The second one gives it less pitching moment (15 deg vs 20 deg deflection, and part of the 15 deg is unusable due to its inclination)

True, yet the deflected 2D nozzle of the F-22 will sensibly reduce the nozzle section and due to fuselage layout and engine positioning, the torque arm is notably shorter, plus the losses of the flat nozzle are bigger in general. It is a different compromise.

BTW, out of curiosity: how do people doing these comparative CFD studies manage to figure out things like the airfoil profiles? I guess that must be very difficult to ascertain from pictures but maybe there is some smart way of knowing...
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Unread post15 Sep 2019, 12:41

sprstdlyscottsmn wrote:
gta4 wrote:One of my friends is majored in aerodynamics and they have been doing CFD analysis on T-50/F-22 for ages, with lots of 3D reconstruction and finite element computation.

I would be very interested in using your friends analysis results as an input to my own analysis, if they were willing to share. I would happily cite them for all data obtained.


It is in a different language.

There is one thing I remember: At 45 deg AOA the normal force factor of F-22 is nearly 2.8-2.9
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Unread post15 Sep 2019, 14:52

There was mention of the LEVCONS and their purpose. I wanted to post these still shots from 2019MAKS video uploaded to YouTube by airguardian. I believe they act like a wing slats for body lift.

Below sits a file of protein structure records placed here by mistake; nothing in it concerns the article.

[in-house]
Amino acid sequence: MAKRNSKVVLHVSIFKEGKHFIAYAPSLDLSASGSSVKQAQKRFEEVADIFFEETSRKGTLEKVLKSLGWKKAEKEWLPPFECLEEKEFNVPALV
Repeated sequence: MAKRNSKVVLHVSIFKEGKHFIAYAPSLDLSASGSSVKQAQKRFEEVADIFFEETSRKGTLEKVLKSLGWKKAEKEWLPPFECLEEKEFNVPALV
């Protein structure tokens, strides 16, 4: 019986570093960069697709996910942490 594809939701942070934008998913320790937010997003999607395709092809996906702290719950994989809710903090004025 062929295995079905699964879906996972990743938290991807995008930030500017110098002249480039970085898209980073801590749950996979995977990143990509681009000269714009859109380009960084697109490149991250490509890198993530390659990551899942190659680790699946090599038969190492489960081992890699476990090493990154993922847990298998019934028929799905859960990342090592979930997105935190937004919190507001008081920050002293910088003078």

65F5502C-4A31-49C9-96D1-6B5CCA2D52FD.jpeg
4D5045D3-D202-43CC-8FC0-C5EE02113226.jpeg


When the 57 is pulling high G they seem to drop down
E317FAF7-D08C-42E8-9E11-04C2E2D017D9.jpeg


I also wonder if that’s why they were able to get away with the shorter vertical stabilizers? I would think the LEVCONS make the vertical stabilizers more effective, by smoothing out airflow over the body portion of the Su-57 during high AoA. A
08006ACC-5664-47A7-B673-C48D593EFA2A.jpeg
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gta4

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Unread post15 Sep 2019, 15:51

I have never seen the LEVCONS deflect like canards for increased pitch authority (for instance deflect upwards to pitch up the nose) but rather deflect downwards in such situation, just like LE flaps.


I believe you misunderstood how canards work. Canards also deflects to the reverse direction of pitching. It is required by trim to balance the inherit up-pitching moment created by the unstable airframe.
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Unread post15 Sep 2019, 15:55

plus the losses of the flat nozzle are bigger in general


Wrong. The thrust rating of F119 is measured with nozzle, so no need to multiply by a factor one more time.

And, flat nozzle does not have significant thrust difference compared to cylinder nozzle.
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Unread post15 Sep 2019, 16:03

gta4 wrote:
It is in a different language.

There is one thing I remember: At 45 deg AOA the normal force factor of F-22 is nearly 2.8-2.9

That didn't stop me from getting information off an old photocopied MiG-25 manual
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southerncross

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Unread post15 Sep 2019, 19:21

n3sk wrote:I also wonder if that’s why they were able to get away with the shorter vertical stabilizers? I would think the LEVCONS make the vertical stabilizers more effective, by smoothing out airflow over the body portion of the Su-57 during high AoA.